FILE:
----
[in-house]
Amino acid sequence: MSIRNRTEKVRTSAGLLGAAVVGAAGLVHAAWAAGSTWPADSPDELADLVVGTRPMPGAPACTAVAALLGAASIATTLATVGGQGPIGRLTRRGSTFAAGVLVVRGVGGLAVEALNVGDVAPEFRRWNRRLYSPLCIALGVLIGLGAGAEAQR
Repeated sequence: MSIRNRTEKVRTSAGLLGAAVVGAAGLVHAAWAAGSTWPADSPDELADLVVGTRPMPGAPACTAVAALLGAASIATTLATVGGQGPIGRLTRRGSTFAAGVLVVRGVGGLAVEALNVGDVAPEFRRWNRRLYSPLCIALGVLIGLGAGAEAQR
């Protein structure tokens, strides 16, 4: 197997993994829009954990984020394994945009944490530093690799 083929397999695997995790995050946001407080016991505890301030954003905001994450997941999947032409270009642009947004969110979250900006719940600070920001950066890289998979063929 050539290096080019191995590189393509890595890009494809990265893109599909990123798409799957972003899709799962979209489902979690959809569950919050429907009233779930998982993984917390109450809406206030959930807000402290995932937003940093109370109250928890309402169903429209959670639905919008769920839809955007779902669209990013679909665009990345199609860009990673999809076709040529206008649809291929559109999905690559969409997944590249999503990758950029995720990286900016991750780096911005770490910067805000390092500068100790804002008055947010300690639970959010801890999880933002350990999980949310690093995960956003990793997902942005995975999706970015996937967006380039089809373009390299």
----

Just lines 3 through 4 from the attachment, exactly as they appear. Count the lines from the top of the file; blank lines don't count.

Repeated sequence: MSIRNRTEKVRTSAGLLGAAVVGAAGLVHAAWAAGSTWPADSPDELADLVVGTRPMPGAPACTAVAALLGAASIATTLATVGGQGPIGRLTRRGSTFAAGVLVVRGVGGLAVEALNVGDVAPEFRRWNRRLYSPLCIALGVLIGLGAGAEAQR
């Protein structure tokens, strides 16, 4: 197997993994829009954990984020394994945009944490530093690799 083929397999695997995790995050946001407080016991505890301030954003905001994450997941999947032409270009642009947004969110979250900006719940600070920001950066890289998979063929 050539290096080019191995590189393509890595890009494809990265893109599909990123798409799957972003899709799962979209489902979690959809569950919050429907009233779930998982993984917390109450809406206030959930807000402290995932937003940093109370109250928890309402169903429209959670639905919008769920839809955007779902669209990013679909665009990345199609860009990673999809076709040529206008649809291929559109999905690559969409997944590249999503990758950029995720990286900016991750780096911005770490910067805000390092500068100790804002008055947010300690639970959010801890999880933002350990999980949310690093995960956003990793997902942005995975999706970015996937967006380039089809373009390299």